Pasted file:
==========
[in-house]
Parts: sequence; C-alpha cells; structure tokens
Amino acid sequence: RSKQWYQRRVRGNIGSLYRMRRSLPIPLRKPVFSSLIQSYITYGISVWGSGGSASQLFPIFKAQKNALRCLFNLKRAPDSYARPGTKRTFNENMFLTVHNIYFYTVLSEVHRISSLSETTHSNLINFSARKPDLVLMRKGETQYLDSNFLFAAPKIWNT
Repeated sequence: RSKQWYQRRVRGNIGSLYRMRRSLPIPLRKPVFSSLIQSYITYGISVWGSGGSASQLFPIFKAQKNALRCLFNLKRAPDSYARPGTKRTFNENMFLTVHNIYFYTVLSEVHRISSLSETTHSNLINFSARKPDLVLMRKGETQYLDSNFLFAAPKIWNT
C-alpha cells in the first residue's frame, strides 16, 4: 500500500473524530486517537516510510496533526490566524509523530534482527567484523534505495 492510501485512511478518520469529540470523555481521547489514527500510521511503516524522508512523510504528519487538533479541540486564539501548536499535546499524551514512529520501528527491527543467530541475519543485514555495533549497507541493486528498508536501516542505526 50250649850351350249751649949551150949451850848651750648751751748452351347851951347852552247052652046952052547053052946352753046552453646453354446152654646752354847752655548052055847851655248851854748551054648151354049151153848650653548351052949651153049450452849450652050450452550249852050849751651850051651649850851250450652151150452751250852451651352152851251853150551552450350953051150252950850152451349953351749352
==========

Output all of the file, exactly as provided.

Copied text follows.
[in-house]
Parts: sequence; C-alpha cells; structure tokens
Amino acid sequence: RSKQWYQRRVRGNIGSLYRMRRSLPIPLRKPVFSSLIQSYITYGISVWGSGGSASQLFPIFKAQKNALRCLFNLKRAPDSYARPGTKRTFNENMFLTVHNIYFYTVLSEVHRISSLSETTHSNLINFSARKPDLVLMRKGETQYLDSNFLFAAPKIWNT
Repeated sequence: RSKQWYQRRVRGNIGSLYRMRRSLPIPLRKPVFSSLIQSYITYGISVWGSGGSASQLFPIFKAQKNALRCLFNLKRAPDSYARPGTKRTFNENMFLTVHNIYFYTVLSEVHRISSLSETTHSNLINFSARKPDLVLMRKGETQYLDSNFLFAAPKIWNT
C-alpha cells in the first residue's frame, strides 16, 4: 500500500473524530486517537516510510496533526490566524509523530534482527567484523534505495 492510501485512511478518520469529540470523555481521547489514527500510521511503516524522508512523510504528519487538533479541540486564539501548536499535546499524551514512529520501528527491527543467530541475519543485514555495533549497507541493486528498508536501516542505526 50250649850351350249751649949551150949451850848651750648751751748452351347851951347852552247052652046952052547053052946352753046552453646453354446152654646752354847752655548052055847851655248851854748551054648151354049151153848650653548351052949651153049450452849450652050450452550249852050849751651850051651649850851250450652151150452751250852451651352152851251853150551552450350953051150252950850152451349953351749352